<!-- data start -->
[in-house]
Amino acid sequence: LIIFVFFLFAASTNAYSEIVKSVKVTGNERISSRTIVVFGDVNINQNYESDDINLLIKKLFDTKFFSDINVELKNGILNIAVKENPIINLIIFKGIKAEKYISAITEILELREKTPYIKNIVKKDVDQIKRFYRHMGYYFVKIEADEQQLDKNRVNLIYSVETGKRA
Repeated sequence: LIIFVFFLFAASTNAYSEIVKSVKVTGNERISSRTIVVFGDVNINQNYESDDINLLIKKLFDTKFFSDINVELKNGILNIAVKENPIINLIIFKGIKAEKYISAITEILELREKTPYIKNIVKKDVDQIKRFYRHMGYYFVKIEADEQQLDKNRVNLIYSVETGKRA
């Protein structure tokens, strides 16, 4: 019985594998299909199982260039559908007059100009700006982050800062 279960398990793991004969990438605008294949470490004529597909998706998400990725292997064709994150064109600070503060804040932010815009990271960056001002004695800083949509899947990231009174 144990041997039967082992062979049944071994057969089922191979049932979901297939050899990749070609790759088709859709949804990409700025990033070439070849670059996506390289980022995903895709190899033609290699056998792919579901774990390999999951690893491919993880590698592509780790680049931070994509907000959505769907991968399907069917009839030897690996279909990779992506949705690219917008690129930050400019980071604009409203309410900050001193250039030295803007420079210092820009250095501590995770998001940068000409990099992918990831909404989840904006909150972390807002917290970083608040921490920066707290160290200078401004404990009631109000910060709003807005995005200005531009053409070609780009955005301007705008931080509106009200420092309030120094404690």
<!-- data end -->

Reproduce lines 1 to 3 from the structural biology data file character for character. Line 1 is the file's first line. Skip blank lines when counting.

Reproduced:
[in-house]
Amino acid sequence: LIIFVFFLFAASTNAYSEIVKSVKVTGNERISSRTIVVFGDVNINQNYESDDINLLIKKLFDTKFFSDINVELKNGILNIAVKENPIINLIIFKGIKAEKYISAITEILELREKTPYIKNIVKKDVDQIKRFYRHMGYYFVKIEADEQQLDKNRVNLIYSVETGKRA
Repeated sequence: LIIFVFFLFAASTNAYSEIVKSVKVTGNERISSRTIVVFGDVNINQNYESDDINLLIKKLFDTKFFSDINVELKNGILNIAVKENPIINLIIFKGIKAEKYISAITEILELREKTPYIKNIVKKDVDQIKRFYRHMGYYFVKIEADEQQLDKNRVNLIYSVETGKRA